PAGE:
Virtual Reality and UX: Playing with Fire

The Lawnmower Man — our past and our future

2016 marked the release of several Virtual Reality platforms: the Oculus Rift, HTC Vive, Samsung Gear, and Playstation VR. These platforms are no longer the over-priced, glorified-toys for the rich that they once were. Reaching prices as low as $99, these headsets now offer incredibly immersive, detailed experiences to an unprecedented audience of consumers. If past technological trends hold true, the low cost and high quality of the platform will drive content creation, and within a number of years, VR entertainment will be ubiquitous. Many futurists have looked down the road and seen our entire society oriented around virtual space — haptic feedback plugged into and replacing our real senses, every conceivable pleasure and need addressed in the virtual space. Steven Spielberg is ready to depict just such a universe in 2017 with the release of Ready Player One, a dystopian novel about teenagers battling corporate hegemony entirely in the VR sphere.

As designers, it’s a rare and privileged time to be alive and working — right on the precipice of an emerging world-changing technology. The decisions we make as UX designers with respect to VR will set conventions and standards for decades to come.

But there is a unique quality and potential to VR that sets it apart from other digital technologies — both in it’s potential to aid humankind, and in it’s potential to cause mass-suffering.

This is why we can’t have nice things

The key to this potential lies in the way our mind processes the virtual environment. Unlike traditional mediums that we experience in two dimensions, the three-dimensional quality of VR immerses our consciousness into a simulated environment to the extent that our autonomic physiological processes often can’t tell a difference. To your mind and body, what happens in the VR environment may as well be real.

To create an experience — not allude to, or suggest, or simulate, but to create a real experience in a user’s mind — this potential is as pure an expression of the essence of UX as possible. The UX designer is not influencing an experience, they are the Maker of that experience. With this level of power, the designer is essentially acting as a God to the fictional realm they create.

This kind of power has naturally sparked the minds of our most inspirational, idealistic thinkers.

Using VR (and perhaps some other additional tech), a clinician can recreate a scene that triggers fear or anxiety in a patient, putting them virtually on a plane or in a room full of people or even in a battlefield setting.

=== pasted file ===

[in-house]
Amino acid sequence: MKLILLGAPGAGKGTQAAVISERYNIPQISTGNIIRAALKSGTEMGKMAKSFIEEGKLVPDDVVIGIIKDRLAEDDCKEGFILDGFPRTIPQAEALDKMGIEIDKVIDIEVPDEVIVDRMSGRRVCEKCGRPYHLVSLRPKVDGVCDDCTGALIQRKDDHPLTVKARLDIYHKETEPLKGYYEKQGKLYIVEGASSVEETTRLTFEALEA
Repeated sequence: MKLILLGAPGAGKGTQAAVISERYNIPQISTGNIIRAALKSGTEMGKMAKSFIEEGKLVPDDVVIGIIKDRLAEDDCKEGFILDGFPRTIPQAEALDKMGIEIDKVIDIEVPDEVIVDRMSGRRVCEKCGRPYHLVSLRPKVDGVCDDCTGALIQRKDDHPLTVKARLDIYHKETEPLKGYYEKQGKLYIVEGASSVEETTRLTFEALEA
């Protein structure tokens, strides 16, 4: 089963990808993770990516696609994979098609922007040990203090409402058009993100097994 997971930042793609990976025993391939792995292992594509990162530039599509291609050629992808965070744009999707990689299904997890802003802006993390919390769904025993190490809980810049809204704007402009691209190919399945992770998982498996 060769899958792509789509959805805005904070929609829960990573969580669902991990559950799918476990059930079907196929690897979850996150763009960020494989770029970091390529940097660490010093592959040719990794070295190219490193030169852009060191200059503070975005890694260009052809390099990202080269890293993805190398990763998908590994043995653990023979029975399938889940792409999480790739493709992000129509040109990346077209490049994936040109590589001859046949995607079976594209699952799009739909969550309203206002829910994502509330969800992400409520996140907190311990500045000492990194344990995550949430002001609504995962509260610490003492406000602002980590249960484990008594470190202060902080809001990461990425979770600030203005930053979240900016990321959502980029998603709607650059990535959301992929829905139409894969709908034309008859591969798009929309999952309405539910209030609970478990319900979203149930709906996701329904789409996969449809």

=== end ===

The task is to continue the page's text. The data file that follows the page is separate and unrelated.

With guidance, people can grow accustomed to the scenario until they get to the point that they can cope with the scene. Researchers have treated people with arachnophobia by exposing them to virtual spiders and even more effectively, having them touch fake spiders during that process. Studies have shown that VR exposure therapy can help people with other conditions, including fear of flying, social anxiety, and — perhaps most well documented so far — PTSD. 
-Kevin Loria

It doesn’t take much imagination to see the bountiful therapeutic uses of VR. The safety and comfort of a clinician’s room now has the previously unimaginable power to help people confront and move past their deepest fears and anxieties. But not just every day fears and anxieties — serious psychological issues as well. This article from Psychology Today shows that a clinical VR setting helped schizophrenic patients experience a 40% reduction in paranoid thoughts after only a 30 minute session. Now that the technology has finally reached a reasonable consumer price, we could see effective mass-treatment of a number of devastating mental illnesses that previously have resisted so many attempts at amelioration. What is particularly attractive about this application is the prospect of reducing reliance on pharmaceuticals, which have a litany of devastating side effects.

The future of therapy

In addition, people that don’t feel they suffer from any psychological disorder can be proactive about their mental health and engage in simulations designed to increase empathy and compassion for people much different than themselves. This research from the University of Barcelona found that people could be made to physically identify with their digital VR avatars — by putting a user into a gender, race, and size different than their own in the simulated environment, they bodies and minds showed physiological responses to interactions with their digital avatar — even if it didn’t look like them.

But, the immediacy and visceral nature of our mind’s connection to the virtual space is also what makes this technology so profoundly dangerous.

In examining the way users react to the VR environment, Michael Madary and Thomas K. Metzinger, researchers from the Johannes Gutenberg University of Mainz, in Germany, noted: